Medical Physiology, 3rd Edition

The Skin

The skin is the largest organ of the body

The skin is the major barrier between the internal milieu of the body and the environment of the outside world. The skin is normally overperfused in relation to its nutritional requirements. Thus, local metabolic control of skin blood flow is of little functional importance. However, changes in blood flow to the skin also play a central role in the body's temperature regulation (see pp. 1200–1201).

In terms of blood flow, we can divide the skin into “apical” skin (Fig. 24-8A)—which is present on the nose, lips, ears, hands, and feet—and “nonapical” skin (see Fig. 24-8B). In skin, capillaries reach only as superficially as the dermis; the epidermis does not have a blood supply. The venules that are part of a plexus of vessels near the dermal-epidermal border (i.e., the most superficial vessels) may contain an appreciable volume of blood, thereby imparting a pinkish hue to individuals with light-colored skin. When cutaneous blood flow decreases, this volume of blood also decreases, lessening the reddish component of skin color (i.e., pallor). Local nutritional flow through the precapillary sphincters and capillaries is under the control of local vasodilator metabolites and sensory stimuli (e.g., temperature, touch, pain). For example, the vascular beds can respond to local thermal changes, largely independently of sympathetic nerve activity: the blood vessels dilate when the skin is directly heated and constrict when it is cooled.


FIGURE 24-8 Blood flow to the skin. A, In apical skin, glomus bodies (a-v anastomoses) can reach a density of ~500 per cm2 in the nail beds. B, The nonapical skin lacks glomus bodies. Postganglionic sympathetic fibers release norepinephrine (NE), causing the usual vasoconstriction. Preganglionic sympathetic fibers release acetylcholine (ACh) and cause vasodilation, perhaps mediated by formation of bradykinin.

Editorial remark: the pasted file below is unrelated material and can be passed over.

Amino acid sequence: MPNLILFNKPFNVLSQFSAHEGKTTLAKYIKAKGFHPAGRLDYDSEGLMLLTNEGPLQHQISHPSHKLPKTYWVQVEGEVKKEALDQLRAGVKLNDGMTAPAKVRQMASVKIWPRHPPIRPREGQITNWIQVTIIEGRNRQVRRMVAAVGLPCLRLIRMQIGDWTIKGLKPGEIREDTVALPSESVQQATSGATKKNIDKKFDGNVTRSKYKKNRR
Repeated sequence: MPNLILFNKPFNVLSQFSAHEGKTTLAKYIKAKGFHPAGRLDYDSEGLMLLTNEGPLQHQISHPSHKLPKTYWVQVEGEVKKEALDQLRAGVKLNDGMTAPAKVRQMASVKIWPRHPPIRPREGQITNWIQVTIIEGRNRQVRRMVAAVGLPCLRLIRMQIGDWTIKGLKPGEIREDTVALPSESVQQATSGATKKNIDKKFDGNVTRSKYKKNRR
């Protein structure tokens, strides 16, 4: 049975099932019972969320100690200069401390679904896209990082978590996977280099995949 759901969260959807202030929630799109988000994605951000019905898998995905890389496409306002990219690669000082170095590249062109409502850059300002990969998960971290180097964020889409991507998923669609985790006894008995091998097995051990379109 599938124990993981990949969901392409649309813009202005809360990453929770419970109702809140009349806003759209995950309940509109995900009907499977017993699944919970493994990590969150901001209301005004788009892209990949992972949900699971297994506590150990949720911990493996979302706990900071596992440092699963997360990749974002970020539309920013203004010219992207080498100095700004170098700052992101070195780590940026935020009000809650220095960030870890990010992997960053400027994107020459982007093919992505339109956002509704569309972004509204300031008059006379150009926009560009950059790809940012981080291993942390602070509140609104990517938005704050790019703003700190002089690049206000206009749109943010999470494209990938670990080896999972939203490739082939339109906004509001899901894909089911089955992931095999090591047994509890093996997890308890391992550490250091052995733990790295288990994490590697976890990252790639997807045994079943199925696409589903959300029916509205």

The blood flow to the skin not only is affected by local metabolites and local warming and cooling but also is under sympathetic neural control. Increases in body core temperature increase blood flow to the skin, leading to a loss of heat. Decreases in core temperature result in the opposite effect of conserving heat. Unlike in other vascular beds, this neural control is far more important than local metabolic control in the overall regulation of skin blood flow.

Specialized arteriovenous anastomoses in apical skin help control heat loss

Apical Skin

The apical skin at the extremities of the body has a very high surface-to-volume ratio that favors heat loss. Circulation to these apical regions has an unusual feature—arteriovenous (a-v) anastomoses called glomus bodies. (These glomus bodies are unrelated to the glomus cells of the peripheral chemoreceptors.) Glomus bodies of the skin are tiny nodules found in many parts of the body, including the ears, the pads of the fingers and toes, and the nail beds. As the afferent arteriole enters the connective tissue capsule of the glomus body, it becomes a vessel with a small lumen and a thick, muscular wall comprising multiple layers of myoepithelioid cells. These vessels—which have a rich sympathetic innervation—connect with short, thin-walled veins that eventually drain into larger skin veins. The a-v anastomoses, which are involved in heat exchange, are in parallel with the capillaries of the skin, which are involved in nutrient exchange (see Fig. 24-8A).

The anastomotic vessels are under neural control, rather than the control of local metabolites, and play a critical role in temperature regulation. In these apical regions, blood flow is under the control of sympathetic fibers that release norepinephrine and thereby constrict the arterioles, anastomotic vessels, and venules. Therefore, the increase in sympathetic tone that occurs in response to decreases in core temperature elicits vasoconstriction in the a-v anastomoses, a fall in blood flow, and a reduction in heat loss. Maximal sympathetic stimulation can completely obliterate the lumen of an anastomotic vessel, thus greatly reducing total blood flow to the skin. On the other hand, when the core temperature rises, the withdrawal of sympathetic tone leads to passive vasodilation; there is no active vasodilation. Indeed, blocking of the sympathetic input to a hand in a neutral thermal environment can increase blood flow 4-fold above basal levels—as much as heat stress can produce. Thus, sympathetic tone to the vasculature of apical skin is substantial at rest, particularly in cool environments, thereby minimizing heat loss.